IBM makes light-speed processor breakthrough

IBM has unveiled nanophotonics chip technology which integrates electrical and optical devices on the same piece of silicon, to enable computer chips to communicate using pulses of light instead of electrical signals.

IBM has unveiled nanophotonics chip technology which integrates electrical and optical devices on the same piece of silicon, to enable computer chips to communicate using pulses of light instead of electrical signals. According to IBM the breakthough could lead to significant improvements in performance at both the chip and system levels.

The new IBM technology, called CMOS Integrated Silicon Nanophotonics, is the culmination of a 10-year research effort across IBM's global research labs, and is expected to enable terabyte-per-second devices.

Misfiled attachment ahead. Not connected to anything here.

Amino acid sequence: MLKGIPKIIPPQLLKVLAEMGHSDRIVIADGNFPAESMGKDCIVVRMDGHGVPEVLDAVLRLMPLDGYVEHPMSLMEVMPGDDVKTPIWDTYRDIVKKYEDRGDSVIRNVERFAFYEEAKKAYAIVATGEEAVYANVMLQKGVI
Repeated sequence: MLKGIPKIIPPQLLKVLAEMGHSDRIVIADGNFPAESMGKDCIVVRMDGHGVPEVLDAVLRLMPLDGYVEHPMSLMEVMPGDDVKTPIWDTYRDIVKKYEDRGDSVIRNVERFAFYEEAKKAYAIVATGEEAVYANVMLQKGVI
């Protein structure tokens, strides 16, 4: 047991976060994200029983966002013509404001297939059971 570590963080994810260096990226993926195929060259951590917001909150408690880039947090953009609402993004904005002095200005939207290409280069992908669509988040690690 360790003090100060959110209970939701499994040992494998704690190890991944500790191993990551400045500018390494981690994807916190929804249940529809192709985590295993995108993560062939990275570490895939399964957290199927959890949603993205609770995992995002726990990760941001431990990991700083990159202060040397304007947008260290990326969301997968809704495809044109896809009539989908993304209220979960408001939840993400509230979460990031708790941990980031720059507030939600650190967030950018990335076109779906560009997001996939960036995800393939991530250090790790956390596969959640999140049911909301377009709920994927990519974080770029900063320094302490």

The research is part of IBM's Exascale computing programme, which is creating a supercomputer that can perform one million trillion calculations - an Exaflop - in a single second. The Exascale supercomputer will be approximately one thousand times faster than the fastest machine today, IBM said.

"The development of the Silicon Nanophotonics technology brings the vision of on-chip optical interconnections much closer to reality," said Dr Chen, vice president, science and technology, IBM Research.

"With optical communications embedded into the processor chips, the prospect of building power-efficient computer systems with performance at the Exaflop level is one step closer to reality."

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